I think I am letting go of being perfect because in the last year I have been shown that I don’t have to be perfect to be accepted. You, hubby, Kris and three of my friends– Jasmine, Rebecca and Kay– have really shown me this acceptance. Rebecca has said she feels like I’m a real person and she isn’t intimidated by me anymore (what?!? Me, intimidating? Seriously?!?). Kay says she sees me being who she always knew I was, but I’m not hiding it anymore and I’m actually allowing her to be close. Jasmine didn’t know me as well as Rebecca and Kay, but even she says I seem different, more connected. Hubby says he feels like he actually knows me now, and that he likes this me. He also says if I start acting perfect again, he would view that as me going backwards and not being okay. You have let me be me, let me have all my feelings, made it okay to be mad at you and still need you, and you haven’t left or treated me different no matter how many ugly, imperfect things I’ve shared with you. Even Kris has shown me it’s okay to mess up, to cry, to freak out— that she will still be there and treat me the same as she always has. So, I think between all of you, I’m seeing it’s okay to be not perfect; I won’t be left or rejected.
Of course, I still worry about this and have to double check and apologize and panic about things, but now I can ask and talk about it (which I could never do before). I actually told hubby the other day that I have panic attacks over the idea of him leaving me because I wasn’t doing all the things a perfect wife should be doing. He laughed, and then realized I was serious and told me he isn’t leaving and he doesn’t want me to be perfect, just me is enough. I guess overall, I feel calmer, more peaceful about things, relaxed even. Like its really no big deal that I still haven’t folded laundry and we are pulling clean clothes out of the laundry baskets. My mother would freak out over this, but unless I start thinking about my mom needing me to be perfect and this being something she would see as failure, I’m really okay with it. Which is surprising to me. I guess I’ve decided to give up trying to be perfect for my mom and dad. I’m never going to measure up to their idea of perfection. It sounds negative, but it’s really a positive thing; letting go of that has made it possible to really hear and see that others in my life truly don’t need perfect, and in fact seem to like imperfect me better. Which is again, surprising to me.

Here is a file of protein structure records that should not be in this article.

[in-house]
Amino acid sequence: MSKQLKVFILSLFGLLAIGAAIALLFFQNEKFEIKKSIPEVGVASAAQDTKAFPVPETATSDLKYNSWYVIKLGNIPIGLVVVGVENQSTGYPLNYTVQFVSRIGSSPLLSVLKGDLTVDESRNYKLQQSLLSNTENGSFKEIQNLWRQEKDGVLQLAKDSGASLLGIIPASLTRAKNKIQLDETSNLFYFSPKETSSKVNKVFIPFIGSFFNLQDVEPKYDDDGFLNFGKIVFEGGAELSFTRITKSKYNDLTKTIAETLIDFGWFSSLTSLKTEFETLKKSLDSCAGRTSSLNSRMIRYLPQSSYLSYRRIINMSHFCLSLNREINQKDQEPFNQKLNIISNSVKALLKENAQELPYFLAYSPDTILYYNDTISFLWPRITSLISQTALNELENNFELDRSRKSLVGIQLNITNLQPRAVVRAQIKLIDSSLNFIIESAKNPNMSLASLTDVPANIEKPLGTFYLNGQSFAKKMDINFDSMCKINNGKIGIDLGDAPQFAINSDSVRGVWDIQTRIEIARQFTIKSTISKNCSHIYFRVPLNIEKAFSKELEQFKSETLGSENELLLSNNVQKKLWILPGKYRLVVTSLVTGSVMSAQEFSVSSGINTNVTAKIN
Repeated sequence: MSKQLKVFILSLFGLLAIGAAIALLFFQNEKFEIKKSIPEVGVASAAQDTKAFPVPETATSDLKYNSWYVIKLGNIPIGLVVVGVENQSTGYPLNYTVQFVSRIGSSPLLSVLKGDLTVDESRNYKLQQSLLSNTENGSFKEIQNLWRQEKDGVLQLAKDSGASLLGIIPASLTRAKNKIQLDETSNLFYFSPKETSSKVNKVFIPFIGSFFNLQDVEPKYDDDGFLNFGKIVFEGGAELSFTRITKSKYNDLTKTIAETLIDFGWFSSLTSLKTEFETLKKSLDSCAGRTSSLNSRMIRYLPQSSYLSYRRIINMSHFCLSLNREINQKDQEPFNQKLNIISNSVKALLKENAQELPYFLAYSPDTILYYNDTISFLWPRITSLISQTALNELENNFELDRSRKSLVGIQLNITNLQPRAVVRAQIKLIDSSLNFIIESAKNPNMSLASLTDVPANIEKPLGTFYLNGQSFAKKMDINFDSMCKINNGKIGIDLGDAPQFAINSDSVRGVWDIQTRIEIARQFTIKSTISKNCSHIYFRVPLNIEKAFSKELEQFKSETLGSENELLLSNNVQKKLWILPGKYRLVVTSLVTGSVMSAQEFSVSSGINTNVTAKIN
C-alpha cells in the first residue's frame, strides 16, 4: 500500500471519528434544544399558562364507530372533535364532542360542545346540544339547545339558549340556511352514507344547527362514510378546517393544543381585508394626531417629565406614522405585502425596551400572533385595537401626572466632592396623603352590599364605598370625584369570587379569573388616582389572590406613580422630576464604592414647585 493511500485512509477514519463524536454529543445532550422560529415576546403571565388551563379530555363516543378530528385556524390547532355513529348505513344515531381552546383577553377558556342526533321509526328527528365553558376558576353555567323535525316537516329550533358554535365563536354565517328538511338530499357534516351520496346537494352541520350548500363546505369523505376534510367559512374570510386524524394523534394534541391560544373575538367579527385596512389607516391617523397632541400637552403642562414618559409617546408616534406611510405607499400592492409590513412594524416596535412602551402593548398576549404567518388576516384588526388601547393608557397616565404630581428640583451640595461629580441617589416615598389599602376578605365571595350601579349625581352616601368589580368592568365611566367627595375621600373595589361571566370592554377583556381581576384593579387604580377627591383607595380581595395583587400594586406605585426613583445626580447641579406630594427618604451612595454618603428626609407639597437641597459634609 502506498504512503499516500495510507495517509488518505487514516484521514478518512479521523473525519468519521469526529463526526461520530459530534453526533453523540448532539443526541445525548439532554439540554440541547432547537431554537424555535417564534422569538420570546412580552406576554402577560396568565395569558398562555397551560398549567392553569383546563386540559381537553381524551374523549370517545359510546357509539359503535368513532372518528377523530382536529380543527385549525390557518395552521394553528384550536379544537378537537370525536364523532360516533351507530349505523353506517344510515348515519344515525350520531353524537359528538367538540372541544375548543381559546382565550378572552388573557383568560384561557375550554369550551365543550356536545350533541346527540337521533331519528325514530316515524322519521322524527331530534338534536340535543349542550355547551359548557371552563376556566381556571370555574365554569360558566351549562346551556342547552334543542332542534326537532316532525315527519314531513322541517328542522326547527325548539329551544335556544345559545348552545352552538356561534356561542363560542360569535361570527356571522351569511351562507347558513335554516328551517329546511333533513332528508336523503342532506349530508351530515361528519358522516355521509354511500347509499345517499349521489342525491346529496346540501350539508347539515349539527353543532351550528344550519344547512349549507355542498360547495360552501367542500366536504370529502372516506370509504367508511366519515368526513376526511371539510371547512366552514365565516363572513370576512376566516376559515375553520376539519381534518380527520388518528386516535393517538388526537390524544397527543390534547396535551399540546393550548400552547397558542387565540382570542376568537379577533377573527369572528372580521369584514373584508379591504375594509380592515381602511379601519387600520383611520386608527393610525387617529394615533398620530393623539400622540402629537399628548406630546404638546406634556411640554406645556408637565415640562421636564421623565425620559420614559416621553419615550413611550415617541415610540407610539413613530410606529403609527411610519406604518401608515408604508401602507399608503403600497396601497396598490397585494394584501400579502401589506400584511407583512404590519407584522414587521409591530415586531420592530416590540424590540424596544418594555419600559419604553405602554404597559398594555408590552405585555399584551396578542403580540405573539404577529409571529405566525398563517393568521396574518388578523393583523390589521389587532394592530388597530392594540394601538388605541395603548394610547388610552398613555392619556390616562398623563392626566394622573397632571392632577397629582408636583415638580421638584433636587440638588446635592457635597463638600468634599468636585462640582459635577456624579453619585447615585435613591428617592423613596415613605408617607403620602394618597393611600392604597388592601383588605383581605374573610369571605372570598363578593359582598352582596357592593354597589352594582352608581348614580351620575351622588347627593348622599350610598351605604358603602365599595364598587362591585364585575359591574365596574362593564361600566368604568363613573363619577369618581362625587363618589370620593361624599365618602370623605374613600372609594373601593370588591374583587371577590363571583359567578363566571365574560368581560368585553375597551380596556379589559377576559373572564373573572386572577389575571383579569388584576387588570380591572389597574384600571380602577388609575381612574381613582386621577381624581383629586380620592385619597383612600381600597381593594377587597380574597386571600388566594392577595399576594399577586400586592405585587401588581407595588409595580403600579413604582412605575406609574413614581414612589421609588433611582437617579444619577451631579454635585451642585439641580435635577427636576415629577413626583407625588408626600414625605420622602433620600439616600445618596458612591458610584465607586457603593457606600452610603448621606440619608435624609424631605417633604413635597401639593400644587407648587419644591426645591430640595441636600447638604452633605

Being a mom is the one thing I still really beat myself up over. I just am so afraid of doing the wrong thing, of messing Kat up forever and having her be me when she grows up. I don’t ever want her feeling like she has to be perfect to be loved. It’s a terrible feeling, and you always feel like you are falling short and are never, ever good enough. I do trust you, though, so when you tell me it’s really okay to skip playing with characters and play games or do art or whatever, it does make me feel better. It just takes me a while to get the message; I’m stubborn, so you might have to tell me another 500 times. It’s not even that I care about being a perfect mom, exactly. I just want to give Kat everything she needs to be okay and happy and confident in herself. I don’t want her to have to create this false self to feel loved, and to spend her life afraid that everyone she cares about is going to hate her for any mistakes she might make.